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Home Office apologises for telling Boddam woman she should travel to Ukraine days before war broke out

People fleeing Ukraine arrive by train at Western Railway Station in Budapest, Hungary on March 1, 2022. Photo by Xinhua/Shutterstock
People fleeing Ukraine arrive by train at Western Railway Station in Budapest, Hungary on March 1, 2022. Photo by Xinhua/Shutterstock

The Home Office has apologised to a woman sent to Ukraine for visa documents just as the war broke out.

Natalya Fisher, 38, who lives in Boddam with her husband Peter, had a visitor visa which was due to expire on April 28.

Despite the heightening tension in Ukraine, officials insisted she must go back to sort out the paperwork in person, and warned her she would be treated as an “illegal alien” if her visa expired.

Mrs Fisher set off on February 20 – just days before Putin invaded her homeland.

What happened?

Home Office Secretary Priti Patel.

After travelling to Ukraine, Mrs Fisher then became stranded as Russian forces began invading on February 24.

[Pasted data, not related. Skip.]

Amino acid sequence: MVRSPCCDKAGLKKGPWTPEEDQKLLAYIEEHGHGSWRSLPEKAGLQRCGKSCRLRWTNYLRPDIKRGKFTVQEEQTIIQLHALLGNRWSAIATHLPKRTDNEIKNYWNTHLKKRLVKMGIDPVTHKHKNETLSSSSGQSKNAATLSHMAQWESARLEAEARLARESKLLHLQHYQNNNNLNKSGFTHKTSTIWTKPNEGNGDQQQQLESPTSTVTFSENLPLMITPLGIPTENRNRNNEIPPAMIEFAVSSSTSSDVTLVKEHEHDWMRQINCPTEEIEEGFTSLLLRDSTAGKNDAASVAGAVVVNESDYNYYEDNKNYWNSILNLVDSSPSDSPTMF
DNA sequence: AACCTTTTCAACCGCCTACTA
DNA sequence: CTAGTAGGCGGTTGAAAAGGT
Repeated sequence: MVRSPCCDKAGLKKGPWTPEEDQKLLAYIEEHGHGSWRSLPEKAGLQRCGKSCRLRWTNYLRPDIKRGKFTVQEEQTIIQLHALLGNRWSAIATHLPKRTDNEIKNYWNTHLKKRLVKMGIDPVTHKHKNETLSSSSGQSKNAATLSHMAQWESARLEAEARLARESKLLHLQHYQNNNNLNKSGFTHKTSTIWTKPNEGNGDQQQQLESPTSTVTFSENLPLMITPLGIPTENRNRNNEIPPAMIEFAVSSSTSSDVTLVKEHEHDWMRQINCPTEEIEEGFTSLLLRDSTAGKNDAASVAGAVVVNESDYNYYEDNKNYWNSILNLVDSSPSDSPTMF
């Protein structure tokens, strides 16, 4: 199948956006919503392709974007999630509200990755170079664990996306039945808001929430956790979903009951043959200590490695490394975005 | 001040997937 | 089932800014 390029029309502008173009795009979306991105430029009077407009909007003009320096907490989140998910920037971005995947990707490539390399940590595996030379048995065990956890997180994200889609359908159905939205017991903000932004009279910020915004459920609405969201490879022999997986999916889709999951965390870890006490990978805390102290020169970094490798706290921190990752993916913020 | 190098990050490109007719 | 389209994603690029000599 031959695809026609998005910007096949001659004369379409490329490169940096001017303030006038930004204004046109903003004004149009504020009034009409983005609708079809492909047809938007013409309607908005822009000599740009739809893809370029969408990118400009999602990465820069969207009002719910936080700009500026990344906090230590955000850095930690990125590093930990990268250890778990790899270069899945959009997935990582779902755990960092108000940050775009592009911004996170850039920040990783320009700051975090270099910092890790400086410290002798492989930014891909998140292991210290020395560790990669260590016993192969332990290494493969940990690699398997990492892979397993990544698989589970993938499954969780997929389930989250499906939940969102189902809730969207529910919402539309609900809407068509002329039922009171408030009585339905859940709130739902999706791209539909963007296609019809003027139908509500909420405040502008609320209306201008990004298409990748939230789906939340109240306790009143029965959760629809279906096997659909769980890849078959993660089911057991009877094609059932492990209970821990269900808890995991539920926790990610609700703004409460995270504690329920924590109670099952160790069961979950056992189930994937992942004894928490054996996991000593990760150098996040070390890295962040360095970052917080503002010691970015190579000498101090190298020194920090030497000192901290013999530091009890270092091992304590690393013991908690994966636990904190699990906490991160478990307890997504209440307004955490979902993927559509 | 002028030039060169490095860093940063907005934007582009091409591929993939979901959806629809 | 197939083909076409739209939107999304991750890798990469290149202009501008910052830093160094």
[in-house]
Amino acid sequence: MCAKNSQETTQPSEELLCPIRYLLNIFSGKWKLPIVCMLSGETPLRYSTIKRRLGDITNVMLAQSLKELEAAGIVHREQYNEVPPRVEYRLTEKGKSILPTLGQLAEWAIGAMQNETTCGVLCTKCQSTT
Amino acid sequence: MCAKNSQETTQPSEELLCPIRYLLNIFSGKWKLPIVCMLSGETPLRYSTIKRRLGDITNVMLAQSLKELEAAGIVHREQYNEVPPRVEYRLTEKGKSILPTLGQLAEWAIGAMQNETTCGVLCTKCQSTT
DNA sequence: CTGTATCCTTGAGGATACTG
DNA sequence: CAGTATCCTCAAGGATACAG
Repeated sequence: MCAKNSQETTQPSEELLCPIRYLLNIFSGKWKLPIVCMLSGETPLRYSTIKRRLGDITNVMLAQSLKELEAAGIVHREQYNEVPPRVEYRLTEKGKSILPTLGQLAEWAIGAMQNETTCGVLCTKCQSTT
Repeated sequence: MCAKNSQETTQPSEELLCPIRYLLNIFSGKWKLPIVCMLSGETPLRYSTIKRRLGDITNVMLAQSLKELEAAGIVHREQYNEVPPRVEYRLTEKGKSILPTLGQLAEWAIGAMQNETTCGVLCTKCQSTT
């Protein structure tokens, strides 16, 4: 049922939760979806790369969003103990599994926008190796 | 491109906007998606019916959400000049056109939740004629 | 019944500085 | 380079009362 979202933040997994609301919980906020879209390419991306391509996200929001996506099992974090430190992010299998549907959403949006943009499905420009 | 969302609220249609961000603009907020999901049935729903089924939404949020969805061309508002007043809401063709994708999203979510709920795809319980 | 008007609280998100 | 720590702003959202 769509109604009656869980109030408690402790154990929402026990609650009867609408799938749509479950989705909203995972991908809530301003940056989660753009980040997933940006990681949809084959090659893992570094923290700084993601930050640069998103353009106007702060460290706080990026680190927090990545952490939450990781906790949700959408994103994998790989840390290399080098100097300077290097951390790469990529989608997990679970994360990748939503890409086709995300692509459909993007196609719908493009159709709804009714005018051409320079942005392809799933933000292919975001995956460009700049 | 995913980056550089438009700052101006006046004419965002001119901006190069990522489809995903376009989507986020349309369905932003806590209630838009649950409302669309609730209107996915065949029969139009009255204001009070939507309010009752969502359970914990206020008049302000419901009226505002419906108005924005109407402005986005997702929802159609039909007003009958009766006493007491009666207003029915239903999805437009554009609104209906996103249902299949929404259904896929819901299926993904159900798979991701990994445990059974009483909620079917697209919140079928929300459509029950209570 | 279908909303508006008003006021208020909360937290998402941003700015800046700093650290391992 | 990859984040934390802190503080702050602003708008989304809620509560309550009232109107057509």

Meeting her family in the city of Dnipro just three days before Russia invaded, she texted her husband to update him on the increasingly dire situation.

While in Dnipro, she ended up making Molotov cocktails for resistance efforts instead of filling in visa forms.

She managed to get to Uzhhorod, close to the border with Hungary and Slovakia.

Mr Fisher had to use the cash they set aside for a spouse visa to cover his travel costs to go and meet her to get her home.

Smoke rises over the part of Ukraine’s capital situated on the right bank of the Dnipro River in the morning on Sunday February 27, Kyiv, capital of Ukraine. Photo by Ukrinform/Shutterstock

‘This should not have happened’

A Home Office spokesman said: “We have apologised to Ms Fisher for the advice she received at the time, which should not have happened.

“We are glad that Ms Fisher and her husband are safely back home.

“We have since introduced the Ukraine Family Scheme and the Homes for Ukraine Scheme, allowing Ukrainian nationals to come to the UK whether they have existing family here or not.

“We have also made a number of changes to streamline the visa system, including simplifying the forms and boosting staff numbers.

“We are now processing visas as quickly as they come in, with over 86,000 visas issued to date.”

MSP Karen Adam, who represents the Banffshire and Buchan Coast, who assisted the couple with the matter, said: “The most important thing is that both Natalya and Peter are back at home safely in Boddam.

“Natalya should never have been made to go back to Ukraine, particularly when the UK government knew of pending Russian invasion with the build up of Russian troops on the border.”

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